Research on nanoparticle radiosensitizers funded by Euronanomed II ERA-NET program
Petras Juzenas, earlier from the Department of Radiation Biology, now at the Department of Pathology, has received funding from the joint action of the Norwegian Research Council’s NANO2021 programme and EuroNanoMed II ERA-NET platform. The project receives 1 million euros together with two collaborating academic partners from Belgium and France and two French commercial partners.
The project, named NanoBiT, will be coordinated by Petras Juzenas. This is the first time Norway is the coordinator of a Euronanomed (ERA-NET) project. This 3-year project starts in 2016.
Radiotherapy is a leading choice for cancer treatment. While radiation is effective in eradicating cancer cells in many cases, radiotherapy, however, has a series of adverse effects due to lack of contrast between normal and tumour tissues. Radiation has to be delivered using complex technological means to induce cell death selectively in diseased tissues. Numerous chemical radiosensitizers that make cancer cells more sensitive to radiotherapy have been developed. So far radiosenzitizers have not been successful due to undetermined efficiency in clinical trials.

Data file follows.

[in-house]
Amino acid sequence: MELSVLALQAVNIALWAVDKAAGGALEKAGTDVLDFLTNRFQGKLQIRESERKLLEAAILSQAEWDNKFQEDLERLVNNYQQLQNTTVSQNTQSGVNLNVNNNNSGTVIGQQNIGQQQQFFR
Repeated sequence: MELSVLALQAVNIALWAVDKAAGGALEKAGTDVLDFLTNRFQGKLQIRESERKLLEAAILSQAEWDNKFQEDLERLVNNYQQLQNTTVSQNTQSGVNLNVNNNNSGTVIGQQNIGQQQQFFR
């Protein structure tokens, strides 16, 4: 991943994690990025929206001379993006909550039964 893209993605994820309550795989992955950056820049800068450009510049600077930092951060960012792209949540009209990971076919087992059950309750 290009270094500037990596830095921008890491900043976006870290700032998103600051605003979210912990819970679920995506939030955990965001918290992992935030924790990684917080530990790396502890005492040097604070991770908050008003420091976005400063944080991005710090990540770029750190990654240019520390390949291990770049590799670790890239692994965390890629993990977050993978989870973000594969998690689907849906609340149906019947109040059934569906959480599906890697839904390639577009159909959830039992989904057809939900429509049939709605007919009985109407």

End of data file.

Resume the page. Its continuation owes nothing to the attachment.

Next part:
The aim of this project is to study novel hybrid systems of scintillating nanoparticles (nanoscintillators) and photosensitizers enabling excitation of such nanoparticles by ionizing radiation. Upon exposure to X-rays such nanoparticle radiosenzitizers will activate tethered photosensitizers, which, in turn, will induce photodynamic responses in cancer cells. With this novel therapeutic approach limited light penetration problem can be overcome in photodynamic therapy and activation of the photosensitizer within tumours is achieved using ionizing radiation.
By these means two clinically proved modalities, radiotherapy and photodynamic therapy, will be combined into a novel bimodal approach. Such new modality will enhance local radiation effects and allow treatment of tumours using lower radiation doses than in conventional radiotherapy. Nanoparticle radiosenzitizers will be designed and tested in preclinical in vitro and in vivo models.
In addition to OUS, the partners include
- French National Centre for Scientific Research, CNRS, Nancy, France
- University of Hasselt, Hasselt, Belgium
- CyberNano, Nancy, France
- PorphyChem, Dijon, France